withholding commitments they could make to support Iraq’s stabilization and reconstruction. Some states have been actively undermining stability in Iraq. To achieve a political solution within Iraq, a broader international support structure is needed.
Iraq cannot be addressed effectively in isolation from other major regional issues, interests, and unresolved conflicts. To put it simply, all key issues in the Middle East—the Arab-Israeli conflict, Iraq, Iran, the need for political and economic reforms, and extremism and terrorism—are inextricably linked. In addition to supporting stability in Iraq, a comprehensive diplomatic
offensive—the New Diplomatic Offensive—should address these key regional issues. By doing so, it would help marginalize extremists and terrorists, promote U.S. values and interests, and improve America’s global image. Under the diplomatic offensive, we propose regional and international initiatives and steps to assist the Iraqi government in achieving certain security, political, and economic milestones. Achieving these milestones will require at least the acquiescence of Iraq’s neighbors, and theiractive and timely cooperation would be highly desirable. The diplomatic offensive would extend beyond the primarily economic “Compact for Iraq” by also emphasizing political, diplomatic, and security issues. At the same time, it would be
coordinated with the goals of the Compact for Iraq. The diplomatic offensive would also be broader and more far-reaching than the “Gulf Plus Two” efforts currently being conducted, and those efforts should be folded into and become part of the diplomatic offensive.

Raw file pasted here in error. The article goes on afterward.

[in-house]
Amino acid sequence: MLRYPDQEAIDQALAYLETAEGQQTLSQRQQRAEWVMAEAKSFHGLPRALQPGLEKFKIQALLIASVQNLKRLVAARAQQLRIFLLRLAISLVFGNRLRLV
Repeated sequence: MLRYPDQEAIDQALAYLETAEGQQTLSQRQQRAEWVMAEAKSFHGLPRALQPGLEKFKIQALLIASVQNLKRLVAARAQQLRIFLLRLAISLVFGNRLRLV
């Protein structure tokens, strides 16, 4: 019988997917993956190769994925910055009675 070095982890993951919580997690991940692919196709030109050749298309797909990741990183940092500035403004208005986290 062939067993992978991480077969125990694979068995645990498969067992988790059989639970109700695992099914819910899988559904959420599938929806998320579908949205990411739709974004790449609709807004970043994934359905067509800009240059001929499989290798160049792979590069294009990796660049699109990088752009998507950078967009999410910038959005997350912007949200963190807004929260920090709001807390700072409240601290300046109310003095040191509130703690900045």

States included within the diplomatic offensive can play a major role in reinforcing national reconciliation efforts between Iraqi Sunnis and Shia. Such reinforcement would contribute substantially to legitimizing of the political process in Iraq. Iraq’s leaders may not be able to come together unless they receive the necessary signals and support from abroad. This backing will not materialize of its own accord, and must be encouraged urgently by the United States.
Thereafter follows the 79 separate recommendations which all centre on this diplomatic offensive. The report is damning of the Bush administration’s efforts thus far, of the initial instigation of the war, the lack of planning, strategy and end-of-game exit. The report openly admits that the damage is done and cannot be undone through military means. It insists that for Iraq to succeed as a member of the global community, the Iraqi government and ONLY the Iraqi government operating as a combined interest entity can ensure that place. The report goes on to graphically point out that while-ever the United States creates an impression that it’s military forces will always be available to provide security, the Iraqi government is unlikely to come together as a cohesive, competent prudential force. Baker-Hamilton do not wax encouragingly about the Iraqi army, the sectarian divides, internal governmental corruption and numerous other aspects of Iraqi culture which are all combining to present a nation-state on the very verge of collapse into abject failure and anarchy.